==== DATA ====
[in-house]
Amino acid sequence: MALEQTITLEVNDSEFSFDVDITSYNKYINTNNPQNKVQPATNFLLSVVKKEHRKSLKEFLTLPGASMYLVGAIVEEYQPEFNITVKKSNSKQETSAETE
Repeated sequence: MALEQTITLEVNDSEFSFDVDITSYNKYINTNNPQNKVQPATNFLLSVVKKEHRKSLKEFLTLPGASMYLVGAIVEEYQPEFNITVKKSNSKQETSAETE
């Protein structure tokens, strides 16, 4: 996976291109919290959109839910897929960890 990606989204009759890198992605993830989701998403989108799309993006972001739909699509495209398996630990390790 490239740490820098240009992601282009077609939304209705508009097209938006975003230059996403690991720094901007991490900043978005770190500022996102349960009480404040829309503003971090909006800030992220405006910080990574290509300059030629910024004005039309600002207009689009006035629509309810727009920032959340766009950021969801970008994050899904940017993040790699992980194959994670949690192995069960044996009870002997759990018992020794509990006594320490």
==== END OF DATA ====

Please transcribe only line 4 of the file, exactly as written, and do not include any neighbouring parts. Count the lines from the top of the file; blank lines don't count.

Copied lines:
């Protein structure tokens, strides 16, 4: 996976291109919290959109839910897929960890 990606989204009759890198992605993830989701998403989108799309993006972001739909699509495209398996630990390790 490239740490820098240009992601282009077609939304209705508009097209938006975003230059996403690991720094901007991490900043978005770190500022996102349960009480404040829309503003971090909006800030992220405006910080990574290509300059030629910024004005039309600002207009689009006035629509309810727009920032959340766009950021969801970008994050899904940017993040790699992980194959994670949690192995069960044996009870002997759990018992020794509990006594320490």